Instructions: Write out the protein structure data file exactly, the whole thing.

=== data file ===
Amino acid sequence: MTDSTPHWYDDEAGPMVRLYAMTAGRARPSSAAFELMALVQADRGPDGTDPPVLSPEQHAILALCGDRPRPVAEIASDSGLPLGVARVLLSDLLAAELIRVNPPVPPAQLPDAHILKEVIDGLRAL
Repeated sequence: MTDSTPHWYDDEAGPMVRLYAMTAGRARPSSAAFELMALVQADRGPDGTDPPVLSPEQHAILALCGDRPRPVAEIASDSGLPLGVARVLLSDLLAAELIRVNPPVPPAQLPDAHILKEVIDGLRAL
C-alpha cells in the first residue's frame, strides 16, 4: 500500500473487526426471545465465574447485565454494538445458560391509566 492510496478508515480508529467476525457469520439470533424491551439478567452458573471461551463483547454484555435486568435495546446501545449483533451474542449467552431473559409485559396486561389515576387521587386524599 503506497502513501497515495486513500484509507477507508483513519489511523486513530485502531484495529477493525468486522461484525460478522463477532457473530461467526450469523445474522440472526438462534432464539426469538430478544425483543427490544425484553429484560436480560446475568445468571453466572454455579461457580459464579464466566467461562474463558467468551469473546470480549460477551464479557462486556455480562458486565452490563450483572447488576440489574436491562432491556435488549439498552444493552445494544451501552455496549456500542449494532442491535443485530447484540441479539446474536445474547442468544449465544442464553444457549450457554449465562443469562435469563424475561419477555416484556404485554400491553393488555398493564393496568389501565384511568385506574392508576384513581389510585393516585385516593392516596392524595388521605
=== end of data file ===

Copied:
Amino acid sequence: MTDSTPHWYDDEAGPMVRLYAMTAGRARPSSAAFELMALVQADRGPDGTDPPVLSPEQHAILALCGDRPRPVAEIASDSGLPLGVARVLLSDLLAAELIRVNPPVPPAQLPDAHILKEVIDGLRAL
Repeated sequence: MTDSTPHWYDDEAGPMVRLYAMTAGRARPSSAAFELMALVQADRGPDGTDPPVLSPEQHAILALCGDRPRPVAEIASDSGLPLGVARVLLSDLLAAELIRVNPPVPPAQLPDAHILKEVIDGLRAL
C-alpha cells in the first residue's frame, strides 16, 4: 500500500473487526426471545465465574447485565454494538445458560391509566 492510496478508515480508529467476525457469520439470533424491551439478567452458573471461551463483547454484555435486568435495546446501545449483533451474542449467552431473559409485559396486561389515576387521587386524599 503506497502513501497515495486513500484509507477507508483513519489511523486513530485502531484495529477493525468486522461484525460478522463477532457473530461467526450469523445474522440472526438462534432464539426469538430478544425483543427490544425484553429484560436480560446475568445468571453466572454455579461457580459464579464466566467461562474463558467468551469473546470480549460477551464479557462486556455480562458486565452490563450483572447488576440489574436491562432491556435488549439498552444493552445494544451501552455496549456500542449494532442491535443485530447484540441479539446474536445474547442468544449465544442464553444457549450457554449465562443469562435469563424475561419477555416484556404485554400491553393488555398493564393496568389501565384511568385506574392508576384513581389510585393516585385516593392516596392524595388521605